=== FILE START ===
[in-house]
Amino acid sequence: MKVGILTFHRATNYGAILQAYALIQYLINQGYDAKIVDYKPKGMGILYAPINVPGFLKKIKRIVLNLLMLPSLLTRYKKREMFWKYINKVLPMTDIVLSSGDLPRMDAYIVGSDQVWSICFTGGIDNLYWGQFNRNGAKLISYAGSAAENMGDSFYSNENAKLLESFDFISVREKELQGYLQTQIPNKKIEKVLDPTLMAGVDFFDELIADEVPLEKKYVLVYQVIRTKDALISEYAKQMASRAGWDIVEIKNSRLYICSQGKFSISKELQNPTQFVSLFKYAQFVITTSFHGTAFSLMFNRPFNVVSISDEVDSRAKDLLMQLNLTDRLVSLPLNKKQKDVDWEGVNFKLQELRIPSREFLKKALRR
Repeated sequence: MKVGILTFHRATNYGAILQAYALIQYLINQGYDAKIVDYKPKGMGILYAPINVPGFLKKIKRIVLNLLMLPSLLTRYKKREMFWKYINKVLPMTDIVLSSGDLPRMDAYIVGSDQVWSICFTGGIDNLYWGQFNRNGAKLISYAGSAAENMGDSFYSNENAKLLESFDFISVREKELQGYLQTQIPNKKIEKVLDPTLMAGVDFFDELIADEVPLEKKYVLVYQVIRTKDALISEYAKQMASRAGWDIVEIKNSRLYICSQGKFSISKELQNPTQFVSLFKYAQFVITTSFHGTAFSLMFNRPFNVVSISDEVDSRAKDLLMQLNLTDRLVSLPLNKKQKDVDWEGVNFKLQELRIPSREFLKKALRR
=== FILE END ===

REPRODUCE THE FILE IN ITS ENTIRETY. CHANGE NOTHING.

[in-house]
Amino acid sequence: MKVGILTFHRATNYGAILQAYALIQYLINQGYDAKIVDYKPKGMGILYAPINVPGFLKKIKRIVLNLLMLPSLLTRYKKREMFWKYINKVLPMTDIVLSSGDLPRMDAYIVGSDQVWSICFTGGIDNLYWGQFNRNGAKLISYAGSAAENMGDSFYSNENAKLLESFDFISVREKELQGYLQTQIPNKKIEKVLDPTLMAGVDFFDELIADEVPLEKKYVLVYQVIRTKDALISEYAKQMASRAGWDIVEIKNSRLYICSQGKFSISKELQNPTQFVSLFKYAQFVITTSFHGTAFSLMFNRPFNVVSISDEVDSRAKDLLMQLNLTDRLVSLPLNKKQKDVDWEGVNFKLQELRIPSREFLKKALRR
Repeated sequence: MKVGILTFHRATNYGAILQAYALIQYLINQGYDAKIVDYKPKGMGILYAPINVPGFLKKIKRIVLNLLMLPSLLTRYKKREMFWKYINKVLPMTDIVLSSGDLPRMDAYIVGSDQVWSICFTGGIDNLYWGQFNRNGAKLISYAGSAAENMGDSFYSNENAKLLESFDFISVREKELQGYLQTQIPNKKIEKVLDPTLMAGVDFFDELIADEVPLEKKYVLVYQVIRTKDALISEYAKQMASRAGWDIVEIKNSRLYICSQGKFSISKELQNPTQFVSLFKYAQFVITTSFHGTAFSLMFNRPFNVVSISDEVDSRAKDLLMQLNLTDRLVSLPLNKKQKDVDWEGVNFKLQELRIPSREFLKKALRR